Crossworld: One Man's Journey Into America's Crossword Obsession
Sixty-four million people do it at least once a week. Nabokov wrote about it. Bill Clinton even did it in the White House. The crossword puzzle has arguably been our national obsession since its birth almost a century ago. Now, in Crossworld, writer, translator, and lifelong puzzler Marc Romano goes where no Number 2 pencil has gone before, as he delves into the minds of the world’s cleverest crossword creators and puzzlers, and sets out on his own quest to join their ranks.
While covering the American Crossword Puzzle Tournament for the Boston Globe, Romano was amazed by the skill of the competitors and astonished by the cast of characters he came across—like Will Shortz, beloved editor of the New York Times puzzle and the only academically accredited “enigmatologist” (puzzle scholar); Stanley Newman, Newsday’s puzzle editor and the fastest solver in the world; and Brendan Emmett Quigley, the wickedly gifted puzzle constructer and the Virgil to Marc’s Dante in his travels through the crossword inferno.
Chronicling his own journey into the world of puzzling—even providing tips on how to improve crosswording skills—Romano tells the story of crosswords and word puzzles themselves, and of the colorful people who make them, solve them, and occasionally become consumed by them.
But saying this is a book about puzzles is to tell only half the story. It is also an explanation into what crosswords tell us about ourselves—about the world we live in, the cultures that nurture us, and the different ways we think and learn. If you’re a puzzler, Crossworld will enthrall you. If you have no idea why your spouse send so much time filling letters into little white squares, Crossworld will tell you – and with luck, save your marriage.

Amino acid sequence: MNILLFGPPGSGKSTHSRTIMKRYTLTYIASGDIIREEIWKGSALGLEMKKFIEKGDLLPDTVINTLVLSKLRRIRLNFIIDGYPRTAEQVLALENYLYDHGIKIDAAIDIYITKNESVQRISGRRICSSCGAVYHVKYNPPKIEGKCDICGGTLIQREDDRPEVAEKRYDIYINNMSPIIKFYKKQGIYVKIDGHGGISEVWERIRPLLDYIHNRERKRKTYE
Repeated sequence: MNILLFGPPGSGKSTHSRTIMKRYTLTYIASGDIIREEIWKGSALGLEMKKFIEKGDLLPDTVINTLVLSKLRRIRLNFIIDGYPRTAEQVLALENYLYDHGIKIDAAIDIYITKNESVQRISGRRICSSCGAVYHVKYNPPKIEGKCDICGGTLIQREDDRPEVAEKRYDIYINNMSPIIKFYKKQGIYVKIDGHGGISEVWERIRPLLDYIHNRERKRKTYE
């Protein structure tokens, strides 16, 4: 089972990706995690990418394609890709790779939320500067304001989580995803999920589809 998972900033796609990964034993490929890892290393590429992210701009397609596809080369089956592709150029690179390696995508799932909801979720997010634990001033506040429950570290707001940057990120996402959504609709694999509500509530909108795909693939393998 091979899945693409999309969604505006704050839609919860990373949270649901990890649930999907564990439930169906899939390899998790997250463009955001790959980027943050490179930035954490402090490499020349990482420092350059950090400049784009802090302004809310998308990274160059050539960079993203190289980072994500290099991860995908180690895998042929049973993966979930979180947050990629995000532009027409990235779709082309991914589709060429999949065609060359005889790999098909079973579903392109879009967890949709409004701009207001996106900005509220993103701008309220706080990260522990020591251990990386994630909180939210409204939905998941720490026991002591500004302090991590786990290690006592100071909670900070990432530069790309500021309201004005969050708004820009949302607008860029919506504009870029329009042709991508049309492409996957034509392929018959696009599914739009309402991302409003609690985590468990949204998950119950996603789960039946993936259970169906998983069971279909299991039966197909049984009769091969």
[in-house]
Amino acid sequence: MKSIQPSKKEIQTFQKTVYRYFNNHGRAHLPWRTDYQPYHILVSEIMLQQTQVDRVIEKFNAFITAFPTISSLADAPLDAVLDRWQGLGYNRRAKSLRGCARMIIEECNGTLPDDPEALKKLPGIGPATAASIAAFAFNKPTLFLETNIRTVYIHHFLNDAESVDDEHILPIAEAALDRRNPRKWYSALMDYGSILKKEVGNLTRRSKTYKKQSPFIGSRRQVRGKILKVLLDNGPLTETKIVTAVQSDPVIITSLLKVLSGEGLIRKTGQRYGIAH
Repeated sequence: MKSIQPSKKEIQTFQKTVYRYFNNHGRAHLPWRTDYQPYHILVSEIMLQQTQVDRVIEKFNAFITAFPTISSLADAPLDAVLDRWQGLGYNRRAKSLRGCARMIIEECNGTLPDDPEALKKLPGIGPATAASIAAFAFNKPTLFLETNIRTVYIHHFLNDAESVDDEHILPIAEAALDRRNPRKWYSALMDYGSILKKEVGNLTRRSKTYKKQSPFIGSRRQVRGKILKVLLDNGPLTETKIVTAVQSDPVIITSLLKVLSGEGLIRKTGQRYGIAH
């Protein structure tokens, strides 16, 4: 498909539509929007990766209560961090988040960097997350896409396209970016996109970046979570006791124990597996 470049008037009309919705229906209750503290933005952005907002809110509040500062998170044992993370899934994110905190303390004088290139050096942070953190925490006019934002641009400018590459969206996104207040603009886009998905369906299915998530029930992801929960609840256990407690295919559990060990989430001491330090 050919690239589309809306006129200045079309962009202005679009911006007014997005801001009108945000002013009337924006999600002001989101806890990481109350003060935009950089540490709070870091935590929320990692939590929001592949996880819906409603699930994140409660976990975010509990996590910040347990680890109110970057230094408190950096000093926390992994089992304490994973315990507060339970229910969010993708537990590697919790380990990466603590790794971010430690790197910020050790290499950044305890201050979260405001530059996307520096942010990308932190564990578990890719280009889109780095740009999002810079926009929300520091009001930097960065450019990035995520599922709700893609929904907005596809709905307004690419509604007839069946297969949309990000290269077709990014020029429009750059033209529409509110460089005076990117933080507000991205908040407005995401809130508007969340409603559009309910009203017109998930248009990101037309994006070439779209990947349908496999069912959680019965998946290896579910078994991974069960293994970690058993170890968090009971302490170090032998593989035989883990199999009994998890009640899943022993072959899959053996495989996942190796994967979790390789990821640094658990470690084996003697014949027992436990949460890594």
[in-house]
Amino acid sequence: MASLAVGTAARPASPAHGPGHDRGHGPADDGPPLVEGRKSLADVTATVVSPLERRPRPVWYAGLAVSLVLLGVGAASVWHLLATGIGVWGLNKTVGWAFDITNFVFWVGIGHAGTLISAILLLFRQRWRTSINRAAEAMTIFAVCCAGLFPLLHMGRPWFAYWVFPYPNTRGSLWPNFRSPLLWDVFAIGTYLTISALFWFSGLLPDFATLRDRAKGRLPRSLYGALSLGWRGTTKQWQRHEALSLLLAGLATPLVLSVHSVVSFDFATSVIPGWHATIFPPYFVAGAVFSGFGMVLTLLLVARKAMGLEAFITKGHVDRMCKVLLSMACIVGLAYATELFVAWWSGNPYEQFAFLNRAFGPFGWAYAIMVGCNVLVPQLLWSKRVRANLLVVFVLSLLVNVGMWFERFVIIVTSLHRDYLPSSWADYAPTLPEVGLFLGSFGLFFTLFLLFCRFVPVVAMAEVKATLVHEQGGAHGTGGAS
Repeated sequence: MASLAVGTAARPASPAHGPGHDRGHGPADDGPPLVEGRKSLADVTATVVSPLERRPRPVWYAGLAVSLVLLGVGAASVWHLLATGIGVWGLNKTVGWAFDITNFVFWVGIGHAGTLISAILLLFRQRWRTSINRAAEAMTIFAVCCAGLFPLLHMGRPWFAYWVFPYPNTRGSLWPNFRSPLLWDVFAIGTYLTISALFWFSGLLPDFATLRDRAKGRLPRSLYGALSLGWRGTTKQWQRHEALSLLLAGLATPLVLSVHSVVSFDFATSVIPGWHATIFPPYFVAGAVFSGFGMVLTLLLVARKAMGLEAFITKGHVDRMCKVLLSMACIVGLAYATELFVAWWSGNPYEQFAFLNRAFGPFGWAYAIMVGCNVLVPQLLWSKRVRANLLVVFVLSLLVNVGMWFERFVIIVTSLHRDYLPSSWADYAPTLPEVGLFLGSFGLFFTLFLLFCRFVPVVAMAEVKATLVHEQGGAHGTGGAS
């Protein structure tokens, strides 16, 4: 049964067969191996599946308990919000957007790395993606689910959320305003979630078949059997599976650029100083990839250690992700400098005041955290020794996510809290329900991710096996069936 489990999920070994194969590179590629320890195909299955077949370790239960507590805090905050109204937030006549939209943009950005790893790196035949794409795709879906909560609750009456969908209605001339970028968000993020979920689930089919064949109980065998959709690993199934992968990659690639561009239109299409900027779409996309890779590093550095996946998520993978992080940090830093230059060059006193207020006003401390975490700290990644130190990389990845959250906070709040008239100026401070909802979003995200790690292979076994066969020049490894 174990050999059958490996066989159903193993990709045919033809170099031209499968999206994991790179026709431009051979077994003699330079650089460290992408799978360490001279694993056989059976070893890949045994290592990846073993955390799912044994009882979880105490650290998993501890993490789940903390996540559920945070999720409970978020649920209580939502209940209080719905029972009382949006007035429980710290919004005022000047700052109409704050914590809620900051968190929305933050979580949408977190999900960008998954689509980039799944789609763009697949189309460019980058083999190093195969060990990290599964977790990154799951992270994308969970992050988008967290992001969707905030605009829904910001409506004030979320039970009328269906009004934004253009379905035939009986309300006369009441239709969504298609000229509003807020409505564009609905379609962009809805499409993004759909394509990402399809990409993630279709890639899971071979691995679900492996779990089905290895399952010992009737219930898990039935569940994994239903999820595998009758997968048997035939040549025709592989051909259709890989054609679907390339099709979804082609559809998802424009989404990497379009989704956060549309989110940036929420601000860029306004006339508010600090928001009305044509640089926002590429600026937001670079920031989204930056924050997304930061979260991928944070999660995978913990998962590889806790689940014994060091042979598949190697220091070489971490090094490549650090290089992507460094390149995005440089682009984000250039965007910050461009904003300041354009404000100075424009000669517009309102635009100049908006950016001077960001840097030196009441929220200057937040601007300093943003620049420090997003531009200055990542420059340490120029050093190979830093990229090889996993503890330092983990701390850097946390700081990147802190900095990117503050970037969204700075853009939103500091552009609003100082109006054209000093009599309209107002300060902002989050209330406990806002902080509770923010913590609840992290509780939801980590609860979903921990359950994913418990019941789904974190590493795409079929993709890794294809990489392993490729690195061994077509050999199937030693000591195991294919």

CROSSWORLD | by Marc Romano
1. I am hopelessly addicted to the New York Times crossword puzzle.
2. Like many addicts, I was reluctant to admit I have a problem.
3. The hints I was heading for trouble came, at first, only occasionally.
4. The moments of panic when I realized that I might not get my fix on a given day.
5. The toll on relationships.
6. The strained friendships.
7. The lost hours I could have used to do something more productive.
8. It gets worse, too.
1. You’re not just playing a game.
2. You’re constantly broadening your intellectual horizons.
3. You spend a lot of time looking at and learning about the world around you.
4. You have to if you want to develop the accumulated store of factual information you’ll need to get through a crossword puzzle.
5. Puzzle people are nice because they have to be.
6. The more you know about the world, the more you tend to give all things in it the benefit of the doubt before deciding if you like them or not.
7. I’m not saying that all crossword lovers are honest folk dripping with goodness.
8. I would say, though, that if I had to toss my keys and wallet to someone before jumping off a pier to save a drowning girl, I’d look for the fellow in the crowd with the daily crossword in his hand.
What people are saying - Write a review
LibraryThing ReviewUser Review - yougotamber - LibraryThing
A crossword history is a sure thing right? I liked the book, didn't love it due to the snobbishness of the Author. I actually really disliked this guy enough to want to stop reading. I'm glad I didn't because the non-personal bits of this book are quite good. A good read for any crossword lover! Read full review
LibraryThing ReviewUser Review - suedonym - LibraryThing
I found it under-reported -- who did he really talk to besides Will shortz and Quigley? -- and the author overly impressed with his own cleverness. A big disappointment on a promising topic. Read full review